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My BIL has a place in France, and in June we were talking to a neighbour of his we now know quite well. She is a highly intelligent retired Frenchwoman who worked overseas, inc. in the US, for years, and she was in despair about the state of the country. Of course we did not join in any bashing, saying how lovely the area was (Burgundy) and she said, Yes, but... At the time there was a rail strike, and several members of a large family party were unable to get their pre booked trains here and there - it was a case of turning up at the station and hoping one might eventually turn up.

OTOH someone coming from Paris found he was able to get a train to Dijon, but was unable to buy a ticket, and although he had the 50 odd euros ready in his pocket all the way, nobody ever asked for it.

One thing I do find irritating, even in very touristy areas, is the inability to get anything to eat after the 'sacred' lunch hour. After we had been very delayed one day we did find a cafe saying they could do a croque Monsieur, but the waitress was so sulky and grumpy, and clearly did not want to be bothered, that my (French) SIL was livid and insisted on walking out in disgust. I was really looking forward to that croque M, too. :-(

I honestly can't think of any other touristy place in any other country where nobody can be a*sed to give hungry tourists with money to spend anything to eat.

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Farage won't control French immigration policy.

Naif statement.

Once youve p1ssed in the well, all the water is contaminated.

Marine Le Pen will likely control French immigration policy.

Once you go down this route it only ends badly.

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Once you go down this route it only ends badly.

Down this road on a summer day in 1944, the soldiers came. Nobody lives here now. They stayed only a few hours. When they had gone, the community, which had lived for a thousand years, was dead.

This is Oradour-sur-Glane, in France. The day the soldiers came, the people were gathered together.

The men were taken to garages and barns, the women and children were led down this road, and they were driven into this church. Here, they heard the firing as their men were shot. Then they were killed too.

A few weeks later, many of those who had done the killing were themselves dead, in battle.

They never rebuilt Oradour. Its ruins are a memorial. Its martyrdom stands for thousands upon thousands of other martyrdoms in Poland, in Russia, in Burma, China, in a world at war.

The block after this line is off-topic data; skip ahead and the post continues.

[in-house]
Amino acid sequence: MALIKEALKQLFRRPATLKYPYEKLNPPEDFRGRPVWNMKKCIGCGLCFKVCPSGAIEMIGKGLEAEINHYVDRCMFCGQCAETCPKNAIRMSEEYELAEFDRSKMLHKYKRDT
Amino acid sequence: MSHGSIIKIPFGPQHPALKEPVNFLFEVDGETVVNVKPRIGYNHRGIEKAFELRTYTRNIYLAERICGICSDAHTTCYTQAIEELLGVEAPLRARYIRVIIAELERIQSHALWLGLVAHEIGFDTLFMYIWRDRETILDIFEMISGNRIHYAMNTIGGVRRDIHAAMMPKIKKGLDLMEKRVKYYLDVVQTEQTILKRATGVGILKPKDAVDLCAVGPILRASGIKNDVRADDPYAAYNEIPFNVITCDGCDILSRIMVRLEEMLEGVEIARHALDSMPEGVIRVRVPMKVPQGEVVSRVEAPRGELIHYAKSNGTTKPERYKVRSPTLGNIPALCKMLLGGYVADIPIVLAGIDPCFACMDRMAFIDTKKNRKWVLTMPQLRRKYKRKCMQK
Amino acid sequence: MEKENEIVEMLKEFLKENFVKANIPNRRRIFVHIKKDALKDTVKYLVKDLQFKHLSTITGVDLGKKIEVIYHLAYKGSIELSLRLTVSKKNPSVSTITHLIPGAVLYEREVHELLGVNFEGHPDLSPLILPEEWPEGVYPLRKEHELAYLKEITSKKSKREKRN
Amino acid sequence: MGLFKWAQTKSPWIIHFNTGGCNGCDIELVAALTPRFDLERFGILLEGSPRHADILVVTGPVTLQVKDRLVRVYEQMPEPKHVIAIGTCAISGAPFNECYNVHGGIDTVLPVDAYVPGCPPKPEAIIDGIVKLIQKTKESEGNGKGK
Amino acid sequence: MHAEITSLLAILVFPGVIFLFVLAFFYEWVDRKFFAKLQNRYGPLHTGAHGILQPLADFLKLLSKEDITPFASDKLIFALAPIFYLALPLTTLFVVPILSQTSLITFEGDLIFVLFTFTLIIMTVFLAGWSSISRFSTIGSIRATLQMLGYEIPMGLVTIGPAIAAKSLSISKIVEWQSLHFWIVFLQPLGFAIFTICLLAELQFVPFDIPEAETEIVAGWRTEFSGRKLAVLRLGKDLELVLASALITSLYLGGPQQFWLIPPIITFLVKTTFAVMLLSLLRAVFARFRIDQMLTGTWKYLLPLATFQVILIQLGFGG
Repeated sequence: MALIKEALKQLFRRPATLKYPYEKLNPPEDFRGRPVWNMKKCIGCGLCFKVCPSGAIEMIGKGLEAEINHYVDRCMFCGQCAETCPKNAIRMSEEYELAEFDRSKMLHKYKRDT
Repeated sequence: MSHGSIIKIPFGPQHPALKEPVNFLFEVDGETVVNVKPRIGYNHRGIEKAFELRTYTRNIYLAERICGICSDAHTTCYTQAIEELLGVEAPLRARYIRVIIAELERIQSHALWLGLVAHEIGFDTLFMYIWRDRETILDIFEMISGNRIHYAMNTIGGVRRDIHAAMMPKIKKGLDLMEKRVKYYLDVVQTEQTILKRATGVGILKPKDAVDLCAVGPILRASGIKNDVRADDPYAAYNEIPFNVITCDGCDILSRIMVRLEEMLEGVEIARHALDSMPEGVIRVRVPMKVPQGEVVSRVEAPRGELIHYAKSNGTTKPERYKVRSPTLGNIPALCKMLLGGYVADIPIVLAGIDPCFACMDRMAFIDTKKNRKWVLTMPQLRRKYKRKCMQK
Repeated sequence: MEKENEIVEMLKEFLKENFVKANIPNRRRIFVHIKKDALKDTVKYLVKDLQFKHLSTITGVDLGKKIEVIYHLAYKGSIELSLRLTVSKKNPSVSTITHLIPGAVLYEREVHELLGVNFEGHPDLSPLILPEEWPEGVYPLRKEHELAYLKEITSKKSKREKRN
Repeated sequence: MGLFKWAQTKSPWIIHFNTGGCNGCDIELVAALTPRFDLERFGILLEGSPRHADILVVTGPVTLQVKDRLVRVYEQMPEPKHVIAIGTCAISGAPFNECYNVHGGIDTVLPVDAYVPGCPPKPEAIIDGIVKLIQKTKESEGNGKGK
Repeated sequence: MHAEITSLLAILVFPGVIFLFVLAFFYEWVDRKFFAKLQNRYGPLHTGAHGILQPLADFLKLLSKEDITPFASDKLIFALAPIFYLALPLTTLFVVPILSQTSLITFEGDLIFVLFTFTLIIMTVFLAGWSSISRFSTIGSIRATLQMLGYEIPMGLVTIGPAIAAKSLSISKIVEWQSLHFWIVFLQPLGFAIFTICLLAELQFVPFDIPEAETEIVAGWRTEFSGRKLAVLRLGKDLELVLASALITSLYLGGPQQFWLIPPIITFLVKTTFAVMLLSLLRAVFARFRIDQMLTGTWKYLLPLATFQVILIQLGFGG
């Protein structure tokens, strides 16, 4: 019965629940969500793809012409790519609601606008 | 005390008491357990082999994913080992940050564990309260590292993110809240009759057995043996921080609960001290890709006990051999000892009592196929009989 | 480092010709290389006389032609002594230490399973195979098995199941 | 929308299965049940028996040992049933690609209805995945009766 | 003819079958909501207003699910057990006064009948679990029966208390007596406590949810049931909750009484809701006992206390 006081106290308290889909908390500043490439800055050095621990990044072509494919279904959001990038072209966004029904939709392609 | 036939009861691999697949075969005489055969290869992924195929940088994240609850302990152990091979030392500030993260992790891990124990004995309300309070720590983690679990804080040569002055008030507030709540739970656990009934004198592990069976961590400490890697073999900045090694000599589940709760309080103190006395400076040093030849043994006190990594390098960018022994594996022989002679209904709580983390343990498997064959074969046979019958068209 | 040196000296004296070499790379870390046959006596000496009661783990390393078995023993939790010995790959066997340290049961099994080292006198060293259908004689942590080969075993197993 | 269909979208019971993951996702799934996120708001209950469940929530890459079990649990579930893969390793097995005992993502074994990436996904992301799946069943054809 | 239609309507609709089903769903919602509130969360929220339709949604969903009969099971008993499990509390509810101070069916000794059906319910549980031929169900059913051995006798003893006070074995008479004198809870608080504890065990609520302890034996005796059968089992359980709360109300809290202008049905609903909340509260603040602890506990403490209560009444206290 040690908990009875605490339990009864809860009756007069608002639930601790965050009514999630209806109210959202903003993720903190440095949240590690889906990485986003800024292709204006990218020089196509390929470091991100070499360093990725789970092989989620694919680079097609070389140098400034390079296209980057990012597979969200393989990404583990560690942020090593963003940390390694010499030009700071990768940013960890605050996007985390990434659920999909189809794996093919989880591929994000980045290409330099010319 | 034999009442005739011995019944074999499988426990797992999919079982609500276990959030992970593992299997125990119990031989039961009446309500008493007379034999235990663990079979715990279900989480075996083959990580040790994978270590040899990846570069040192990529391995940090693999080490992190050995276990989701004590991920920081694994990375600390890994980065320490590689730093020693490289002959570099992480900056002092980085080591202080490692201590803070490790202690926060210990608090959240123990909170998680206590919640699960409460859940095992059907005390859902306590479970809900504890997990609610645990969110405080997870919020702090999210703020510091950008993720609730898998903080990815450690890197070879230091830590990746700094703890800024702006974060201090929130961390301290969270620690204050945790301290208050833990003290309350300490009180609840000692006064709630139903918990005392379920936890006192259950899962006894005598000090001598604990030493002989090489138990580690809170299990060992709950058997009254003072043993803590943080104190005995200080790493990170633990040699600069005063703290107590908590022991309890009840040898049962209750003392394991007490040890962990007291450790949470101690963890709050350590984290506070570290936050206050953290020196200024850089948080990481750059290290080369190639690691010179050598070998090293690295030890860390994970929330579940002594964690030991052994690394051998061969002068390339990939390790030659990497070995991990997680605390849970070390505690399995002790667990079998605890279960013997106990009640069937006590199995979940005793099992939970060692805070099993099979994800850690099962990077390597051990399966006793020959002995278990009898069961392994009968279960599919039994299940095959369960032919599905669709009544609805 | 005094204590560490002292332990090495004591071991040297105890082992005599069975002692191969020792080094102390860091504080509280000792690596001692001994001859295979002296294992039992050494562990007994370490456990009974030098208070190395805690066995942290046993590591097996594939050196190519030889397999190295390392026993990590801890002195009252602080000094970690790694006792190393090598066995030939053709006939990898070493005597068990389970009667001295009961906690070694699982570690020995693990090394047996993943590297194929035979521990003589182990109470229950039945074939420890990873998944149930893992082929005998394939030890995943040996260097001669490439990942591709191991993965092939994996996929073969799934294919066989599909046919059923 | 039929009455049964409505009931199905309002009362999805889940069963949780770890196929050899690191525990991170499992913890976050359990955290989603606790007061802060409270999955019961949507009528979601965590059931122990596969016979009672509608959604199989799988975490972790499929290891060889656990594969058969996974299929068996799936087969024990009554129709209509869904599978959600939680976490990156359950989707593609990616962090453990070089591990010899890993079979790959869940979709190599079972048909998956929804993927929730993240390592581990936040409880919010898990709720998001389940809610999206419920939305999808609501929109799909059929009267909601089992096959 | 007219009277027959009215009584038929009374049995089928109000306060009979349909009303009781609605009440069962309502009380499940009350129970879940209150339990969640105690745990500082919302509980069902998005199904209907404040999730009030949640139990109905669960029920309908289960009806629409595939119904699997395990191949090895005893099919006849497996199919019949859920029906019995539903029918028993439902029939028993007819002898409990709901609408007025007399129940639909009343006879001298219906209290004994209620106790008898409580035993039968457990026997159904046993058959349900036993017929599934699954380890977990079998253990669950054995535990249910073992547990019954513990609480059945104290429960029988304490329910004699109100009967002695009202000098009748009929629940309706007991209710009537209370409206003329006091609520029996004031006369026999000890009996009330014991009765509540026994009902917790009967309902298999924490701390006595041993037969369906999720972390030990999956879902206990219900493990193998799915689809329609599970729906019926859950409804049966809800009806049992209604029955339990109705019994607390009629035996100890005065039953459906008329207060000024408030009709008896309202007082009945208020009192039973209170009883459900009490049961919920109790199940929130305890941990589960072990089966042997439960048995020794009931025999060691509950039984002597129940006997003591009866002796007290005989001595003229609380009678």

I've been Oradour-sur-Glane. In the church, where the women and children were locked in before the church was set ablaze, the church bell now lies in a huge melted lump on the floor. Doesn't bear thinking about.

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A friend of mine spent 9 months waiting for various builders to turn up at his home in France to re-tile the roof. He is currently doing it himself after having given up waiting.

I take it they don't have many hard working reasonably priced polish builders to do the work in France. :blink:

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I've been Oradour-sur-Glane.

Drove past it this afternoon. I have to say I've never stopped when driving past but it must be interesting.

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It is interesting in a morbid way. I took my grand daughters there this summer, they asked to go. The journey back was unusually quiet.

I checked the map, I drive reguarly by Bellac where Oradour is signposted but I see it is a bit further away than I thought. I will have to stop one day. I see some new houses overlook the old town, must be a glum.

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It is interesting in a morbid way. I took my grand daughters there this summer, they asked to go. The journey back was unusually quiet.

I just read the Wikipedia entry

One eye witness account said the SS crucified a baby within the massacre

Of all the depravity

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Odd that as France and Poland historically have had very close ties.

The French response to the wage-lowering effects of the free movement of labour has been to ensure that no one, either French or Polish, can get a job. If no one can be hired due to the enormous amount of red-tape and employment taxes, then the increase in labour supply won't decrease wages. France does not have a debt problem, or if it does, it's half the size of the UK's debt problem. The issue in France is that they've made it impossible to work unless you're one of the lucky few with the right connections and contacts.